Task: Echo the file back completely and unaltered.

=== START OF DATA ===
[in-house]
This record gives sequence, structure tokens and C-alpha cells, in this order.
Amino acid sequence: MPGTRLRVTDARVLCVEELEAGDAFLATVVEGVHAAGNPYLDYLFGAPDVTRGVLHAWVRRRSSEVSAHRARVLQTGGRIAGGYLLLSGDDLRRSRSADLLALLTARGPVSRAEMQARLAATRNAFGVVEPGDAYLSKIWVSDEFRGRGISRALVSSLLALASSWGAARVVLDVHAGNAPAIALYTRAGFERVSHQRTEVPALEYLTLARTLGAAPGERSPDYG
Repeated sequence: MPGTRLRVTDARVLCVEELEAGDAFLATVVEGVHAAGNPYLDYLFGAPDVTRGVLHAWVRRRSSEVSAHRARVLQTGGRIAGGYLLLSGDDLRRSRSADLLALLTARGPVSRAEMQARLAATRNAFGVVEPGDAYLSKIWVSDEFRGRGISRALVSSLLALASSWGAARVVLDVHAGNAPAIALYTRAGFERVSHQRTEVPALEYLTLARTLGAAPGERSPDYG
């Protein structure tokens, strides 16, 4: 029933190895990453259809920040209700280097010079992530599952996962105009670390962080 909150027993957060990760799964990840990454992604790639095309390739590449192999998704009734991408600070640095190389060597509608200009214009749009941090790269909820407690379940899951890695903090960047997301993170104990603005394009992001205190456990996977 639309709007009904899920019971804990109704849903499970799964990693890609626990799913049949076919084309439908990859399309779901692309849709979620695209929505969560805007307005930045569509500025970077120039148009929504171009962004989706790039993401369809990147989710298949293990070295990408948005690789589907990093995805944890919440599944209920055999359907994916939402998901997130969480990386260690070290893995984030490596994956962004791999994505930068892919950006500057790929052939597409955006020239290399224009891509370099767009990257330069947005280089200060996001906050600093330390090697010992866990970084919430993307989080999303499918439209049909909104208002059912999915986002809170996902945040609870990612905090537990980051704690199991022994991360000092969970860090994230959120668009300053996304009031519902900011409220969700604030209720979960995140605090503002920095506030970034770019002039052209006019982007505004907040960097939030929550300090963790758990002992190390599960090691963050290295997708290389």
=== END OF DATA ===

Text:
[in-house]
This record gives sequence, structure tokens and C-alpha cells, in this order.
Amino acid sequence: MPGTRLRVTDARVLCVEELEAGDAFLATVVEGVHAAGNPYLDYLFGAPDVTRGVLHAWVRRRSSEVSAHRARVLQTGGRIAGGYLLLSGDDLRRSRSADLLALLTARGPVSRAEMQARLAATRNAFGVVEPGDAYLSKIWVSDEFRGRGISRALVSSLLALASSWGAARVVLDVHAGNAPAIALYTRAGFERVSHQRTEVPALEYLTLARTLGAAPGERSPDYG
Repeated sequence: MPGTRLRVTDARVLCVEELEAGDAFLATVVEGVHAAGNPYLDYLFGAPDVTRGVLHAWVRRRSSEVSAHRARVLQTGGRIAGGYLLLSGDDLRRSRSADLLALLTARGPVSRAEMQARLAATRNAFGVVEPGDAYLSKIWVSDEFRGRGISRALVSSLLALASSWGAARVVLDVHAGNAPAIALYTRAGFERVSHQRTEVPALEYLTLARTLGAAPGERSPDYG
């Protein structure tokens, strides 16, 4: 029933190895990453259809920040209700280097010079992530599952996962105009670390962080 909150027993957060990760799964990840990454992604790639095309390739590449192999998704009734991408600070640095190389060597509608200009214009749009941090790269909820407690379940899951890695903090960047997301993170104990603005394009992001205190456990996977 639309709007009904899920019971804990109704849903499970799964990693890609626990799913049949076919084309439908990859399309779901692309849709979620695209929505969560805007307005930045569509500025970077120039148009929504171009962004989706790039993401369809990147989710298949293990070295990408948005690789589907990093995805944890919440599944209920055999359907994916939402998901997130969480990386260690070290893995984030490596994956962004791999994505930068892919950006500057790929052939597409955006020239290399224009891509370099767009990257330069947005280089200060996001906050600093330390090697010992866990970084919430993307989080999303499918439209049909909104208002059912999915986002809170996902945040609870990612905090537990980051704690199991022994991360000092969970860090994230959120668009300053996304009031519902900011409220969700604030209720979960995140605090503002920095506030970034770019002039052209006019982007505004907040960097939030929550300090963790758990002992190390599960090691963050290295997708290389």